Slightly different from parallel play, associative play also features children playing separately from one another, but in this mode of play, they are involved with what the others are doing—think children building a city with blocks. As they build their individual buildings, they are talking to one another and engaging each other. This is an important stage of play because it helps little ones develop a whole host of skills—socialization (what should we build now?) and problem solving (how can we make this city bigger?), cooperation (if we work together we can make our city even better!) and language development (learning what to say to get their messages across to one another). Through associative play is how children begin to make real friendships.
The airport building was designed as a celebration of the modern age of air travel, providing a sense of adventure to passengers. Jonathan Glancey, architecture critic for the Guardian described what most people feel about flying and what Foster was trying to achieve. "They just see boring office-like interiors, boring people being bored, buying useless bits of duty free. What Foster says is: 'Hey look, flight really is a magical thing.' His building allows you to see the aircraft as soon as you walk in. It enables you to feel you're up in the air with the aircraft too, it's about excitement, it's about passion."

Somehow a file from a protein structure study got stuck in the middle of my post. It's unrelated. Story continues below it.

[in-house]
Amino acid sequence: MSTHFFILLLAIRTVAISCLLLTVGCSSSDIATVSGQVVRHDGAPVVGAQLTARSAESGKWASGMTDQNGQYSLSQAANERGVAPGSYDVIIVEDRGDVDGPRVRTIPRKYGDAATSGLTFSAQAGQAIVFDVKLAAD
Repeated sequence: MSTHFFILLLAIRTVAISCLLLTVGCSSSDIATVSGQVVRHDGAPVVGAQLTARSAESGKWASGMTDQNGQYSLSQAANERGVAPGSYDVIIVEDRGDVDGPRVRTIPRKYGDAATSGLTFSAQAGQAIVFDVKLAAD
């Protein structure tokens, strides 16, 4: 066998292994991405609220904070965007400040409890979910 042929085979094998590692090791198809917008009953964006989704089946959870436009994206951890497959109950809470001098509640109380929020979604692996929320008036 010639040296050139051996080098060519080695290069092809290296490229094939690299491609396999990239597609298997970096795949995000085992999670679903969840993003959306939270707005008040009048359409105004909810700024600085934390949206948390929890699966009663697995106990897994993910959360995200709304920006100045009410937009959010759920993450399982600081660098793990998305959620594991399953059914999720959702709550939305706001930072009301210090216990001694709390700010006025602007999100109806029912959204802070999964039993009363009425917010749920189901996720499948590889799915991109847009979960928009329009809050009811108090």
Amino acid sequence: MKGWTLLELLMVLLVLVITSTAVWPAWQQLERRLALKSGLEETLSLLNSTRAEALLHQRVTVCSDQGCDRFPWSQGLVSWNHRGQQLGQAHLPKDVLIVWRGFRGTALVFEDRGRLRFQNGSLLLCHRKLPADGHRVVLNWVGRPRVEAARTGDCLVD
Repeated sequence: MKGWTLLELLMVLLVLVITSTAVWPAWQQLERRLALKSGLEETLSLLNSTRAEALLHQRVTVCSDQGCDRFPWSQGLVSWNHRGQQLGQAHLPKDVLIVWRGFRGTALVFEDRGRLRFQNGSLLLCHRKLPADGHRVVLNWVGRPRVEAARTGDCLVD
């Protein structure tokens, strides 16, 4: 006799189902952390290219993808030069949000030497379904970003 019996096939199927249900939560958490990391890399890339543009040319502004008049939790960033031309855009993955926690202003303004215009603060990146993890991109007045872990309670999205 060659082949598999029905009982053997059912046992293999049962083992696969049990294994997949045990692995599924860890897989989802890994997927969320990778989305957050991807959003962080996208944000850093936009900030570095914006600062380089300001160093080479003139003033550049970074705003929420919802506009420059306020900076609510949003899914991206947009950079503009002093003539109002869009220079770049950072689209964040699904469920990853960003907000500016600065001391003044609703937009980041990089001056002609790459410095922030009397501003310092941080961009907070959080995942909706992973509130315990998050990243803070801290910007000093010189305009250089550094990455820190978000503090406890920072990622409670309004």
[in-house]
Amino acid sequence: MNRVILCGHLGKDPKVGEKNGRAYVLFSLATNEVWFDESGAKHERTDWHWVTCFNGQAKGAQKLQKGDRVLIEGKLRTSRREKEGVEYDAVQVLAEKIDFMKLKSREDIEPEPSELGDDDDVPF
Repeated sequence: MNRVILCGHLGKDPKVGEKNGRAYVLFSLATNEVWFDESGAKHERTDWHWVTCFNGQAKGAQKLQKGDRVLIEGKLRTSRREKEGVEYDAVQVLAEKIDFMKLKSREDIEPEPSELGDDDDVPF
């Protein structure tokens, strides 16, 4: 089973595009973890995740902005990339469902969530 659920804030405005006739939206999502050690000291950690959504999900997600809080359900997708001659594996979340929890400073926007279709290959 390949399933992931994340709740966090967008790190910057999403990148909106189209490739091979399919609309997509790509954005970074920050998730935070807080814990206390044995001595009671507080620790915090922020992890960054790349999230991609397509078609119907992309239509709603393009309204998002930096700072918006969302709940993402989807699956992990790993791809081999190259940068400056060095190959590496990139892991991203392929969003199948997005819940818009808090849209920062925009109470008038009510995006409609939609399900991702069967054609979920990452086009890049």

Glancing west, I closed one eye, held my arm out, forming a line of a protractor with suns trajectory towards the hills behind Portland. The Suns path was an entire valley to the south of its solstice high-water mark behind the foothills of the Cascades. The area's long summer days were careening towards the fall equinox, shedding three minutes per day. Like watching a gas tank shrink towards empty on a remote highway, these slight differences in length of day, indistinguishable when viewed day to day, but substantial when observed weekly instilled a sense of scarcity.